Marzemino: a unique wine
Characteristics, history, and pairings of a wine with a long tradition.
What does Marzemino look like?
Quoting the Guide to Italian Grape Varieties by Slow Food Publisher, "A rather high number of biotypes of Marzemino have been cataloged [...]. They generally have a long, moderately compact cluster, cylindrical-pyramidal in shape, with one or two wings. The berry is of medium size, spheroidal, with a blue-black skin that is very pruinose, more or less thin but nevertheless consistent."
The most widespread variety is Marzemino Gentile or Comune. The colour of the leaves in summer ranges from green to reddish-purple and the grape ripening is quite late. The plant prefers sunny and less windy areas; it is resistant to downy mildew, but susceptible to powdery mildew, rots and botrytis. With good productivity, if its yields are kept in check, it can yield interesting red wines. This is why it thrives in poor, calcareous, clayey or basaltic soils.
The wine has an intense ruby-red color. On the nose, it releases floral notes of violet and geranium, accompanied by delicate shades of red fruits and spices. The palate is measured, with good freshness, good persistence and tannins that are never overpowering.
Over time, there have been many interpretations of this grape variety: sparkling, still, dry, sometimes even sweet. Nowadays, it is more commonly found as a dry red. It is usually light and not suitable for long aging.
HISTORY AND PRODUCTION
Marzemino has a very long history in the world of wine, considering it is mentioned in one of Mozart's major works, "Don Giovanni" from 1787.
The origins are not certain, but over the years, three main theories about its origin have emerged:
- Local Origin: various scholars argue that Trentino-Alto Adige is the likely place of origin for Marzemino, selected over the centuries by ancient local populations or discovered by chance and then valued.
- External Origin: some argue for the foreign origin of Marzemino due to its similarity to Marzmin, a village that once existed in the area between Carinthia and Slovenia. It is believed to have been brought to our regions by soldiers of the Venetian Republic. Recent archaeological research, however, places its origin in Asia Minor, in the city of Merzifon. Another theory is based on the discovery of some documents in chronological order: Marzavi grapes are mentioned in commercial records in Cyprus, then in the Dalmatian islands and finally in agricultural exchange centers at the mouths of the Po and Adige rivers.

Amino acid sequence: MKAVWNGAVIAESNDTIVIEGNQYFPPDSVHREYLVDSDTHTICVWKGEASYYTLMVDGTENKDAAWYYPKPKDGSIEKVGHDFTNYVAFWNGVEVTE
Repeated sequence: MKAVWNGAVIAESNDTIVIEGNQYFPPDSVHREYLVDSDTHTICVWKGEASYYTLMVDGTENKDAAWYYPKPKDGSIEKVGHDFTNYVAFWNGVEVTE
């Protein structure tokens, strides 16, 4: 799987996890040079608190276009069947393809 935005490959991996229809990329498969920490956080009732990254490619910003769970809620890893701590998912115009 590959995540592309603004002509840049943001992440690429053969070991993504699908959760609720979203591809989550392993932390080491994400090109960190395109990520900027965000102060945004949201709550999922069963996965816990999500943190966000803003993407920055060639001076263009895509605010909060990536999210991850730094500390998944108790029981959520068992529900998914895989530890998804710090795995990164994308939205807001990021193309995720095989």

- Ancient Origin: some sources, lacking historical evidence, claim that Marzemino was brought by the ancient Romans, who were among the first to cultivate vines.
REGIONS WHERE IT IS CULTIVATED
Mainly found in Northern Italy, Marzemino is cultivated in the following regions: Trentino-Alto Adige, Veneto, Friuli-Venezia Giulia, Emilia-Romagna, Lombardy. Let's see the most relevant viticultural areas:
Trentino is considered the ideal area for Marzemino. In Vallagarina it takes on depth and fullness, with subtle balsamic nuances. This expression is entirely unusual for other territories.
Emilia-Romagna and Veneto have been cultivating Marzemino for centuries, producing light sparkling wines. However, in recent years, this grape variety has been valued in its still version for meals, arousing the interest of wine enthusiasts for its elegant floral bouquet, smooth tannins and easy drinkability. In the Conegliano area, its grapes are dried to create the Refrontolo Passito.
In the Euganean Hills, Marzemino is now a niche grape variety, with few cultivated plots. We preserve it because we believe its aromatic expressions are closest to our roots. We chose to favour the cultivation of Marzemino Gentile over Marzemina Bastarda for its elegance and greater longevity.
If you have not tried our Marzemino Belvedere yet, we invite you to our cellar for a tasting. Among the Author's Proofs, we currently also have a still white wine produced with Marzemina Bianca and Moscato. A simple, everyday wine that tells of old traditions.
Marzemino in the dry version is a wine with good freshness, delicate tannins and a moderately persistent finish. Because of these characteristics, it is suitable for accompanying food with pronounced richness and moderate succulence. It is also pleasant as an aperitif or as an alternative to a very structured red wine during the summer.
When pairing, it is important to consider personal taste, so it is good to experiment and play with taste and olfactory sensations. The gastronomic pairings to enhance Marzemino can be diverse:
- an appetizer based on grilled polenta and salami;
- a creamy risotto with Gorgonzola DOP, spadone radicchio, and walnuts;
- a succulent beef stew with potatoes;
- cured meats like Culatello di Zibello DOP, coppa piacentina, cotechino, Sopressa Vicentina DOP, or Trentino Mortandela;
- a good fossa cheese, a Monte Veronese or a mixed goat and sheep's milk caciotta;
- it even satisfies those pairings considered challenging for red wines, such as with mushrooms: their slightly bitter undertone prevents them from being paired with wines that are too tannic.
The uniqueness of this wine lies in its frankness and expressiveness: a variety to be preserved and whose enological memory should be kept alive.